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How A New Space Launch Rule Will Benefit Florida
With a rainbow serving as a backdrop in the sky, space shuttle Atlantis (foreground) sits on Launch Pad A and Endeavour on Launch Pad B at NASA's Kennedy Space Center in Florida. (Stocktrek Images)

How A New Space Launch Rule Will Benefit Florida

Sean Kelly

As the Mueller Report has dominated headlines over the last few weeks, journalists have pored over more than 400 pages detailing the investigations into Russian interference in the 2016 presidential elections. But an even longer report that largely flew under the radar could have major implications for Florida’s economy.

Two weeks ago, the Federal Aviation Administration (FAA) proposed a new rule for the licensing of commercial space launch and reentry. For Florida, with its burgeoning aerospace sector — accounting for 130,000 jobs and $19 billion in revenue — and multiple launch sites, including the most active spaceport in the world, the new rule is just the kind of regulatory tweak needed for the state’s ambitious plans to grow its local launch industry.

The new rule would eliminate unnecessary regulations and enhance flexibility through revision and rollback of the regulatory and licensing process. The FAA believes these adjustments will have a number of cost-cutting, efficiency-increasing benefits for industry. Specifically, these changes will increase the number of launches that sites can facilitate, allow operators the ability to launch from multiple sites without filing for a new license for each site, and would combine procedures required for reusable and expendable vehicles.

The policy changes line up with Trump’s overall space sector agenda. He has asked government agencies to streamline their commercial space regulations, including a call for the relevant agencies to develop a regulatory environment to enhance U.S. leadership in space by weighing the needs of private companies, their investors, and the taxpayer.

Above all else, the rule could diminish uncertainty for taxpayers in Florida. Through its government-funded space lobbying arm, Space Florida, the state House of Representatives has proposed $12.5 million in additional funding for the space industry in 2020. This investment from Space Florida is an addition to the more than $500 million that the organization and its predecessors have invested in space since 2000, not to mention the strong partnership the state has fostered with agencies like NASA since the early days of the U.S. space program. The proposed rule will also streamline launch regulations, which will ensure state-level government investment in the industry is not going to waste.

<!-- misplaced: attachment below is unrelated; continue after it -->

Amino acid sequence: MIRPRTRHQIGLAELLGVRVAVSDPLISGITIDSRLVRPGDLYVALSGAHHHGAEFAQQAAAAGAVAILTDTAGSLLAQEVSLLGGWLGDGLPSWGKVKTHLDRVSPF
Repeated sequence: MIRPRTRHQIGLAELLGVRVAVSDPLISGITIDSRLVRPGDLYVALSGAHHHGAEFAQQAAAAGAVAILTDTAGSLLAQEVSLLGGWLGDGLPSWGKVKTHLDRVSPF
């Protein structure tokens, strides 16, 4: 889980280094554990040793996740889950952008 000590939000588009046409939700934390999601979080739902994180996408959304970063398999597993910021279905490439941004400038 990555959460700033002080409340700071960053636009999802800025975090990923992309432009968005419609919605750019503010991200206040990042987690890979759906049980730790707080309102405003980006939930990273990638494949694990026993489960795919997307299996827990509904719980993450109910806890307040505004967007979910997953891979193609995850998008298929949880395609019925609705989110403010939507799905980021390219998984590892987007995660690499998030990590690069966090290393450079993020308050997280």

The new rule is also likely to attract new space business to Florida, fulfilling a goal the state has been working tirelessly on in recent years. In 2018, Space Florida approved measures to invest in the growing space industry through two projects: Project Pine and Project Forge. Project Pine invested $1 million to update the Kennedy Space Center (KSC), which has long been providing launch services for NASA.

Project Forge directed $1.5 million to a company developing lunar lander capabilities for the NASA’s new Commercial Lunar Payload Service (CLPS), a public-private partnership program developing next generation lunar capabilities. Space Florida also invested in cost sharing efforts with up-and-comers in the space industry. This included investments of $14.5 million in SpaceX and $3.4 million in Blue Origin for their development efforts at KSC.

The state’s already robust tourism industry is expected to see a boost from increased launch frequency. Space investment in Florida has brought with it a surge in space tourism, which is so popular that KSC has become the number one attraction in the state, dethroning Walt Disney World. Local businesses are taking note. A Hyatt Place hotel currently under development near KSC and the Cape Canaveral Air Force Station announced last year that their new facility will include a launch-viewing lounge for guests.

Space Florida CEO Frank DiBello is optimistic that launch frequency will increase from a dozen or so a year to hundreds per year within the next couple of decades. DiBello says this increase in volume will require improvements to local infrastructure, such as roads and bridges, as well as the launch facilities themselves. Speaking to the growth in space business, he has admitted that Florida will not “be able to capture all of that at Florida Spaceport, but we sure are going to try.”

In his short time in office, Gov. Ron DeSantis has already been a strong advocate for the state’s space sector. DeSantis has lobbied the Trump administration and Department of Defense to choose Florida as the location of its new Space Command, the first component of Trump’s Space Force.

Many other states are also vying for space business and Trump’s Space Command, but the new rule will give Florida a leg up in the domestic space race. If the FAA’s proposal is approved, DiBello’s ambitious goal may be more attainable than it once seemed.

Read in the Orlando Sentinel.

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